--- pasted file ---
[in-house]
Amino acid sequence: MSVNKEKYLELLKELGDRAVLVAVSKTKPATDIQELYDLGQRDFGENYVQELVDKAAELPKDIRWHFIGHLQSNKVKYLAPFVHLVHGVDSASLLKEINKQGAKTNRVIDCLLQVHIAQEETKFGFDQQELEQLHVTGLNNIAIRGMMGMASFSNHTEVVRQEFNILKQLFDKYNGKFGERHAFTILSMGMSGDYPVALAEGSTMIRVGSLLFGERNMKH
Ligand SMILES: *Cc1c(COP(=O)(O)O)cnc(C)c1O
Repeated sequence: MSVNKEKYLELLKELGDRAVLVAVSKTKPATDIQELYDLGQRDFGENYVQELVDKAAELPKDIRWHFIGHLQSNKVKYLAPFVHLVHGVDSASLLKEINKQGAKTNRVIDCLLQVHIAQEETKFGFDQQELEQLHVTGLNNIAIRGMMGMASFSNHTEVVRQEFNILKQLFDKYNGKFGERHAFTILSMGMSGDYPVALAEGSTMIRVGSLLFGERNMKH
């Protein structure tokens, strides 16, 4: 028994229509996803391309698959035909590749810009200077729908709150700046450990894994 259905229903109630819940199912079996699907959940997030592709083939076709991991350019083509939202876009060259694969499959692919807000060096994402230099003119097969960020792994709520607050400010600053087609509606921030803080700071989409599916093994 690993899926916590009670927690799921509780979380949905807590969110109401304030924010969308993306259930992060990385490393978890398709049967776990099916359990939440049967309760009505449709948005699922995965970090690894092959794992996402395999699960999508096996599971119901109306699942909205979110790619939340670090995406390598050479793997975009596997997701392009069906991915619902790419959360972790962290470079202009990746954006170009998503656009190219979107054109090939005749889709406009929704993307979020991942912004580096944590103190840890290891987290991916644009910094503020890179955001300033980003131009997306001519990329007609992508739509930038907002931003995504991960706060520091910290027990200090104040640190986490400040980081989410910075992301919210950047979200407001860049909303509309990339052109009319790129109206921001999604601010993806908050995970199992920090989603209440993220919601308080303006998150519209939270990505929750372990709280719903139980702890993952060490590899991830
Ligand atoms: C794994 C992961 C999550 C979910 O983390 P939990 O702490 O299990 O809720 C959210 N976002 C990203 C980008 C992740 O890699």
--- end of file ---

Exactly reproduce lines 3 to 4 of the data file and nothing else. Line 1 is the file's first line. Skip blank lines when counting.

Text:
Ligand SMILES: *Cc1c(COP(=O)(O)O)cnc(C)c1O
Repeated sequence: MSVNKEKYLELLKELGDRAVLVAVSKTKPATDIQELYDLGQRDFGENYVQELVDKAAELPKDIRWHFIGHLQSNKVKYLAPFVHLVHGVDSASLLKEINKQGAKTNRVIDCLLQVHIAQEETKFGFDQQELEQLHVTGLNNIAIRGMMGMASFSNHTEVVRQEFNILKQLFDKYNGKFGERHAFTILSMGMSGDYPVALAEGSTMIRVGSLLFGERNMKH